‘Her’ Review: Growth, change and love

Zig Marasigan
'Her' is a story on the reality of love – arguably one of the most important love stories of this generation

OVERBEARING LONELINESS.  In 'Her,' there is no lack of people, but an intentional lack of connection. Screengrab from YouTube

MANILA, Philippines  In the undetermined future, the world is connected in ways that are as convenient as they are distant. Theodore Twombly (Joaquin Phoenix) is a writer, and a talented one at that. But instead of poetry and novels, Theodore spends his days writing artificially handwritten letters. His writing is a warm breath in a cold world. Unfortunately, Theodore’s work is a stark contrast to his own lonely life.

But when he purchases an artificially intelligent operating system, Theodore begins a relationship with it in a way that he doesn’t expect. He is introduced to Samantha (Scarlett Johannson), an intuitive piece of software designed to grow alongside Theodore. But the ensuing relationship isn’t simply an agreement between property and owner; it becomes a bond between one lover and the other.

Written and directed by Spike Jonze, Her is a delicate and moving love story between a man and his computer. But to leave the film at that would be a disservice to Jonze’s larger (or rather, smaller) goals. Although Her is clearly a work of science fiction, the technology here doesn’t distract from the relationship between Theodore and Samantha. Instead, it works as a gateway into what is arguably one of the most important love stories of this generation.

A love for technology

Despite the film’s unsettling premise, the love between Theodore and Samantha appears as genuine as any human relationship. Convincing performances from both Phoenix and Johannson, alongside Jonze’s brilliant script, lend real weight to what could’ve easily been a sad satire of modern technology.

The world of Her is as believable as its characters. But unlike the cold azure of most science fiction, Jonze’s future is red-toned, warm, and intimate. But despite the film’s colors and vibrant aesthetic, there’s an overbearing loneliness to its feel. In Her, there is no lack of people. There is, instead, an intentional lack of connection. Handwritten correspondences have evolved into paid services, while online stalking is celebrated instead of condemned.

But Jonze makes no judgments here. There are no high-towered platitudes on anti-consumerism, and no high-minded criticism of technology. For Jonze, it is simple fact. Like the greatest of science fiction, Jonze uses his make-believe world to make profound observations of our real one. And he wouldn’t be far off the mark.

As we watch Theodore commute home from work, we can see him absorbed with his phone alongside other countless commuters. The scene is perfectly reminiscent of our country’s own rush hour, as working class citizens huddle around their screens for respite, escape and relief.

But for Jonze, technology isn’t necessarily escapist. It’s evolved to an extension of ourselves that is both tangible and essential. As users of technology, we have personal relationships with our belongings. We rely on them for the most menial of tasks but also depend on them to connect us to others. In Her, Jonze simply takes that connection to its inevitable conclusion  real, emotional connections with technology itself.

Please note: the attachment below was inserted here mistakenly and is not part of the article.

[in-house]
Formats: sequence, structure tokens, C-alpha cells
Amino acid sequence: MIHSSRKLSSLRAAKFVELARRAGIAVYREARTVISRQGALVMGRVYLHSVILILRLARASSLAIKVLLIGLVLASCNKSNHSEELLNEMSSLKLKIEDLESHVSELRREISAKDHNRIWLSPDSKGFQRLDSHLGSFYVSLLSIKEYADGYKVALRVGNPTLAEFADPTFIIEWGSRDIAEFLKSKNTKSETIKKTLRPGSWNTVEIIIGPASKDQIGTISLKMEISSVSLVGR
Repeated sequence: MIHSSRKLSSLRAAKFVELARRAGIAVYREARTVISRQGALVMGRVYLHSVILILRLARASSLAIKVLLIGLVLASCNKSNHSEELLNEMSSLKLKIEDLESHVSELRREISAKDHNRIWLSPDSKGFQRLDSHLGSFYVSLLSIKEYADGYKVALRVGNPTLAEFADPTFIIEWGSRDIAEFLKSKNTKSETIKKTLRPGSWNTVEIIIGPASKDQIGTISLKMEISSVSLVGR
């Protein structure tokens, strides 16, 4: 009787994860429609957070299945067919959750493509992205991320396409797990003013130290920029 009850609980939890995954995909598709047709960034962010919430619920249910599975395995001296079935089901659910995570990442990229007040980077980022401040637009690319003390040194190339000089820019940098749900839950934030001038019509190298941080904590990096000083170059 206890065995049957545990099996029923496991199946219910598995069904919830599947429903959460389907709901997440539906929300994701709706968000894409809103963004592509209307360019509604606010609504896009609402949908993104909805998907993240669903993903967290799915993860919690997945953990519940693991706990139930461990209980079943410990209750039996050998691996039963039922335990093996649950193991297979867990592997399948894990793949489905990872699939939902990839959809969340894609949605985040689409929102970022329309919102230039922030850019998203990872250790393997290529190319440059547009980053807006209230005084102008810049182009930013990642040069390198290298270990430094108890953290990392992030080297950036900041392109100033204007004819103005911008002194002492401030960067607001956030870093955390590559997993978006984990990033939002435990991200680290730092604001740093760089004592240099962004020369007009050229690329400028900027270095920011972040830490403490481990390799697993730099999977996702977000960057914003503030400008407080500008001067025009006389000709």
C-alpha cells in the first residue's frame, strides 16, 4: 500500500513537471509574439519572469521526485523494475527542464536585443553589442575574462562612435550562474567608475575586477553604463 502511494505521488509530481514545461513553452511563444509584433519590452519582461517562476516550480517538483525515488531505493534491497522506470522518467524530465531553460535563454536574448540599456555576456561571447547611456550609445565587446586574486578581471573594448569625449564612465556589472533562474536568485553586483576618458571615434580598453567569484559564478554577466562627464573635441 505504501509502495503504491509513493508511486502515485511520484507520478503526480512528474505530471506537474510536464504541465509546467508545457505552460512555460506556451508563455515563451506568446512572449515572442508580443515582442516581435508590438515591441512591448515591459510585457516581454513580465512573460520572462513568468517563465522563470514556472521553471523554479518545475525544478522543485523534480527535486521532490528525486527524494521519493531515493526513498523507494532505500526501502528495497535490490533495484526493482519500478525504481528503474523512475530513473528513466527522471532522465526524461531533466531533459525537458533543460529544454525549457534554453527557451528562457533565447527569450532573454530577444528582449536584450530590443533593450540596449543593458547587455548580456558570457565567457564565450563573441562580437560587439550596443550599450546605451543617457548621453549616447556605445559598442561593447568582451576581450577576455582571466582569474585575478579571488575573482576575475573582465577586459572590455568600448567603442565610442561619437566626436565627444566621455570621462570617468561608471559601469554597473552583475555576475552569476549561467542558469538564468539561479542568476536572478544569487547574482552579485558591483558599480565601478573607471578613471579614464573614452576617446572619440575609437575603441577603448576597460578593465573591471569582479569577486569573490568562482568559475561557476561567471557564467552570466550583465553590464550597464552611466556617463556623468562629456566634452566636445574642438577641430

The absurdity of Her is hard to neglect, but Jonze does well to not tiptoe around it. He confronts it head on and calls it out with fists in the air. When Theodore and Samantha stumble clumsily through surrogate sex with a willing volunteer, it’s difficult not to feel a mix of humor and pity. Like any couple desperate for intimacy, Theodore and Samantha resort to experimentation. But the real revelation here isn’t that they are bound by their physical needs, but that they are driven by their emotional ones.

More than just flesh and bone

Despite the film’s focus on Theodore, it is Samantha’s existential growth that pushes the story forward. What begins as harmless flirtation slowly escalates into an awareness of passion, needs, wants and lust.

“What’s it like to be alive in that room right now?” Samantha asks Theodore.

It isn’t a question of presence, but of life. Samantha’s own struggle goes beyond physical connection and romantic intimacy. In her case, it becomes a matter of being. Even if it is Theodore’s actions that bring Samantha into this world, it is her own decisions that eventually send her out of it. Just as Theodore changes, so does Samantha. And as we watch their relationship corrode up close, we realize, like all people, that some connections are simply destined to grow apart.

Despite all of its futuristic trappings, Her is a story on the reality of love. Like all great love stories, Her is anchored not by the cleverness of its premise, but by the authenticity of its characters. Her isn’t so much a statement about our future, but a poignant observation of our present. Regardless of time and technology, humanity will always love, grow and hurt for as long as we are able. Because if there’s one thing we can take from Her, it’s that humanity is more than just a matter of flesh and bone. We are people who grow, change and love. – Rappler.com

– Rappler.com

 


Zig Marasigan is a freelance screenwriter and director who believes that cinema is the cure for cancer. Follow him on Twitter at @zigmarasigan.

 

 

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